Working with Shitty Clients Ep. 1: — When Clients threaten you…
One of the difficult things as a designer — whether you’re a freelancer or a paid 9–5 who does side gigs to get by — is saying “no” to client who come to you with projects with good bucks behind it.
You start making imaginary plans, building your castles in the skies — that Mac Pro will finally be yours, you’re gonna change your wardrobe and stop looking like a hobo-hippie, you see yourself paying off those sneaky bills that often pop-up when you’re not looking. Then you take on the project and somewhere down the line, issues arise. Plans don’t go accordingly. Blames begin to fly, deadlines get missed. Then at the height of threat, the unthinkable happens: the Client threatens you with whatever is available to him.
Way back then, as a much younger designer with a huge ego who believed too much in his ‘talent’ while trying to find his place in the world, i took on a website gig from a client. One of the joys of freelancing is that you get to dodge a lot of physical meetings so this transaction happened over phone calls and emails. I gave him a timeline, got the first bit of payment and began working on the site. But as time went by, I took on other gigs and left his undone. For months. I dodged many calls, sent lots of apologetic emails until one day, the client sent me message that would change the way I dealt with clients forever.
“If you don’t finish my work, I’m going to have you arrested”
Now, this is someone I haven’t met before, so it’s easy to assume that the odds of that happening were pretty slim. But never underestimate a client’s willingness to screw you over. They are rather efficient creatures when pressed.
More recently, a client who needed a website was referred to me by a well respected creative and good friend of mine. Along the line, after a price had been agreed upon, there was some miscommunication — which i took responsibility for — and i ended up delivering a UI prototype to a client who was expecting fully sliced HTML/CSS/JS files. When this came to fore, i tried to resolve this by trying to hire a front-end dev to quickly remedy the situation, which i discussed with the client. Then the client proceeded to tell me “I’ve found someone who can do the project for me, so i need you to return the money i’ve paid you so we can go our separate ways”. Naturally, i called bullshit and told him politely that since i’m already invested in the project, returning the money is completely out of the question. He threatened to deal with me…I told him he’s welcome to try. Didn’t hear from him again.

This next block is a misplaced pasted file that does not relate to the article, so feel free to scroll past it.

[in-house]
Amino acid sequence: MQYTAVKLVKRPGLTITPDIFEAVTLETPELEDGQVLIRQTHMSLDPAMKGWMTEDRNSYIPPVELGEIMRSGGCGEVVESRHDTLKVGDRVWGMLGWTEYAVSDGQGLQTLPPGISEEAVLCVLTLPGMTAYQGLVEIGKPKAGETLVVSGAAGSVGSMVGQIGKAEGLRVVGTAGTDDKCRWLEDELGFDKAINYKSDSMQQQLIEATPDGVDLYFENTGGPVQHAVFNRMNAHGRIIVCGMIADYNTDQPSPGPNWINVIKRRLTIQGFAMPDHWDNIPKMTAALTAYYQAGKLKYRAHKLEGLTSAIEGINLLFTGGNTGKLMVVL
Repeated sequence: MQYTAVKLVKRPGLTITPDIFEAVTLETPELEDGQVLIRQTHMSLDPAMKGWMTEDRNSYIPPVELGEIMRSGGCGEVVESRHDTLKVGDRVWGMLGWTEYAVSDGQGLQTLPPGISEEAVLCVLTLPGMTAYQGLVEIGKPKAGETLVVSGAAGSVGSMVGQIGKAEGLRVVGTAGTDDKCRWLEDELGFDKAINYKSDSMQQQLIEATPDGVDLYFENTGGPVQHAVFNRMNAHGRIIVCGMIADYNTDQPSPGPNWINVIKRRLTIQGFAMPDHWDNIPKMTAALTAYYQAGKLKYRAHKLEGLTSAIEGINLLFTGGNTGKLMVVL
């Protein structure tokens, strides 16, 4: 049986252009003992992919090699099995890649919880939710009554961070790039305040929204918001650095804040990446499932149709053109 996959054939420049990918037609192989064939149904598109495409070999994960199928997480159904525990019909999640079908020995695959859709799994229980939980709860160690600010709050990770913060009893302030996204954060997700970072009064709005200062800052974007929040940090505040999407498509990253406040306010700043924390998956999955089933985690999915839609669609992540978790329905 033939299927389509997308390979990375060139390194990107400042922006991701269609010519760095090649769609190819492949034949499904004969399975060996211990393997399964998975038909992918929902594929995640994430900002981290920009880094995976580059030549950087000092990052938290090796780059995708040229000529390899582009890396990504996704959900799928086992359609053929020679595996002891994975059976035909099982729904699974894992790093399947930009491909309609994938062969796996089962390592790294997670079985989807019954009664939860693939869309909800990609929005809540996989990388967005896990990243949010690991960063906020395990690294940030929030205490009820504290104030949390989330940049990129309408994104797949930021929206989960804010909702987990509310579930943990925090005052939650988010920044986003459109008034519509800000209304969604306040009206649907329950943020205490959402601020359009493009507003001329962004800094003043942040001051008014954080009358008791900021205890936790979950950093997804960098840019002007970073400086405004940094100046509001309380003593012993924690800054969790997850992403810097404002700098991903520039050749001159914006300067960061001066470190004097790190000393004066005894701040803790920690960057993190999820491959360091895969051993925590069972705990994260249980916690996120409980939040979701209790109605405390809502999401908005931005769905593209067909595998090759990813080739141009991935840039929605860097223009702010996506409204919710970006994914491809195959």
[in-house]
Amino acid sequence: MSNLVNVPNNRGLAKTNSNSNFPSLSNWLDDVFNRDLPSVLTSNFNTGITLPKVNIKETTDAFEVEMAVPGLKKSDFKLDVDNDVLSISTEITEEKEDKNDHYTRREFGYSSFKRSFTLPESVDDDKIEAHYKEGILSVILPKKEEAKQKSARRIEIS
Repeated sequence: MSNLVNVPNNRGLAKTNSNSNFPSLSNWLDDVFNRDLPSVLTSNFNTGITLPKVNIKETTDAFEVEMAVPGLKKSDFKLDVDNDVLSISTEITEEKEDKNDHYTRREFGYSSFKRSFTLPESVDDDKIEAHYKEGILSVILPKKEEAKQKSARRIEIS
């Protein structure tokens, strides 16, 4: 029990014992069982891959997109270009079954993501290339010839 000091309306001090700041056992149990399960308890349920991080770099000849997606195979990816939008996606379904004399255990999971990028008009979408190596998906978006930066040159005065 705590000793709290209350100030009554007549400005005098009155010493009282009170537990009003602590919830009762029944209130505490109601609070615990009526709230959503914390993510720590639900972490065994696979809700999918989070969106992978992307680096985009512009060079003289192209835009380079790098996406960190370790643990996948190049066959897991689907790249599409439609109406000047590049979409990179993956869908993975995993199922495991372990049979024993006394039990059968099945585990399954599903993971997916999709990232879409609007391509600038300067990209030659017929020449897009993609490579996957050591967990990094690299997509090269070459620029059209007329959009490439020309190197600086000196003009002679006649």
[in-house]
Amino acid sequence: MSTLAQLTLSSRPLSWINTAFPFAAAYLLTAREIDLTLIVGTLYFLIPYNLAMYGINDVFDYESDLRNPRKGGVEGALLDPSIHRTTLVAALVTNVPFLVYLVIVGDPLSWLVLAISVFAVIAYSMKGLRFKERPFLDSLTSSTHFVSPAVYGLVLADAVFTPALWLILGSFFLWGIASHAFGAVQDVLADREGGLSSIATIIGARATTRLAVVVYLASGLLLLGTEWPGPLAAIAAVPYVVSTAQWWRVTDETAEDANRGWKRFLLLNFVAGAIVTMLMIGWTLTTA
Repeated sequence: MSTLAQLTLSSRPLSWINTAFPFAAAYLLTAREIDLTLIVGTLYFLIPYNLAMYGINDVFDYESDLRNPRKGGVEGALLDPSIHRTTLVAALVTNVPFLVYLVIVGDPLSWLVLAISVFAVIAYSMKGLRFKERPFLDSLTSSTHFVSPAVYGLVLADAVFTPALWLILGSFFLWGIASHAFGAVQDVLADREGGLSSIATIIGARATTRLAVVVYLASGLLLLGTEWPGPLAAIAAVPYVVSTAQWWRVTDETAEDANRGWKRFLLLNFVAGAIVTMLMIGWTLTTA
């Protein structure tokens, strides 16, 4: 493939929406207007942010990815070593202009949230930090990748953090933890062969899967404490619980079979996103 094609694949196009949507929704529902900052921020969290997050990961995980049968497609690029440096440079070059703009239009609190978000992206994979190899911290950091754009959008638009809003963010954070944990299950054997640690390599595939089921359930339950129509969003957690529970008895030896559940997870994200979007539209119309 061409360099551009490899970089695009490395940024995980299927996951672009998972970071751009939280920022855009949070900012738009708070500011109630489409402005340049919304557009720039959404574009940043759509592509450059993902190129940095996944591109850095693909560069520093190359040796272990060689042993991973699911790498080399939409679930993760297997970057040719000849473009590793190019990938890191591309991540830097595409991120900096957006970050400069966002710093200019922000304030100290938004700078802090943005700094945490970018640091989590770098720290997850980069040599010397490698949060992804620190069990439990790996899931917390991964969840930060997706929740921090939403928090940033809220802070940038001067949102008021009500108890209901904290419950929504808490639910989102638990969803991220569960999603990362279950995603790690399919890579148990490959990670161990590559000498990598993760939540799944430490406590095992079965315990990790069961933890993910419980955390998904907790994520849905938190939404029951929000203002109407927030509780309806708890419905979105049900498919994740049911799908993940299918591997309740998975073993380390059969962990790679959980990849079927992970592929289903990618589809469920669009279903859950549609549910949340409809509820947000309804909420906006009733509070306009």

Don’t get me wrong, Clients can be really nice. Like that one time I worked on a brief and the only interaction I with the client was five skype calls and 4 emails. It’s total bliss when they know what they want and are able to communicate this to you. But they can be really feisty when they don’t get what they want….more especially when they’ve paid for it.
Here are some tips, drawn from my experience, on how to handle fire breathing clients from hell.
- ) Know your clients
Do some homework on your customer. Study them, know their personality and determine if you can work with them. There’s nothing more annoying then a bad client-designer matchup. If it doesn’t click, don’t be afraid to say “no” and move on. The cash you missed out on isn’t worth your peace of mind.
- ) Deliver on time.
That’s pretty much the reason for hiring you. So, skip all the ugliness and give them what they want. If it’s going to take longer, let them know before hand.
- ) Cover all your bases.
— Scope out the project and document it. Agree on it with the client.
— Write out expected deliverables and document it. Agree on it with the client.
— Set milestones, meet them and document them. Agree on them with the client and have them sign off on it.
— Let the client know the price and the payment schedule and document it. Agree on it with the client.
It’s a little overboard but then the shit-nado starts and hits the fan, you want to show up with all the evidence that sets you in good light.
- ) Communication is key.
Call them. Take their calls. Reply their messages. These people are trusting you, a complete stranger, to get good work done. They need assurances that you’re not gonna cut and run.
Ask questions and Listen to them at all times. Listen to know what they want, to know what they’re saying, what they’re not saying and what they mean. It’s key to uncovering what they really want.
- ) Always be considerate & Go the extra mile.
One of the things that help you score points with clients is when you go out of your way and do things that makes life (or in this context, the project) a little easier for them. The little perks and efforts that you do here and there go a long way in making happy(-ier) clients and happy clients are returning clients.
- ) When things get bad, move to remedy the situation.
Remember those plans that didn’t quite pan out? A good way to calm a threatening client is to suggest solutions to fix the situations. Calmly explain these solutions to the client while reassuring them that their work will get done.
- ) In the event of a crazy client from hell, Lawyer up!
Eventually, there’s always that one client who wants to exert dominance over your destiny. The “know-it-all-do-it-all” kind of people. They often come around every 4–5 good client cycle.
The moment you encounter them, run. If they’re nice at first but unveil their inner character much later during development, take moves to redress the issue. If they begin to get violent, report to the relevant authorities. And if somehow, there’s an IP violation, don’t hesitate to report to Intellectual Property bodies…and also, sue.
Do share your client stories in the responses section and how you’ve dealt with bad clients who have threatened you. Have a great day
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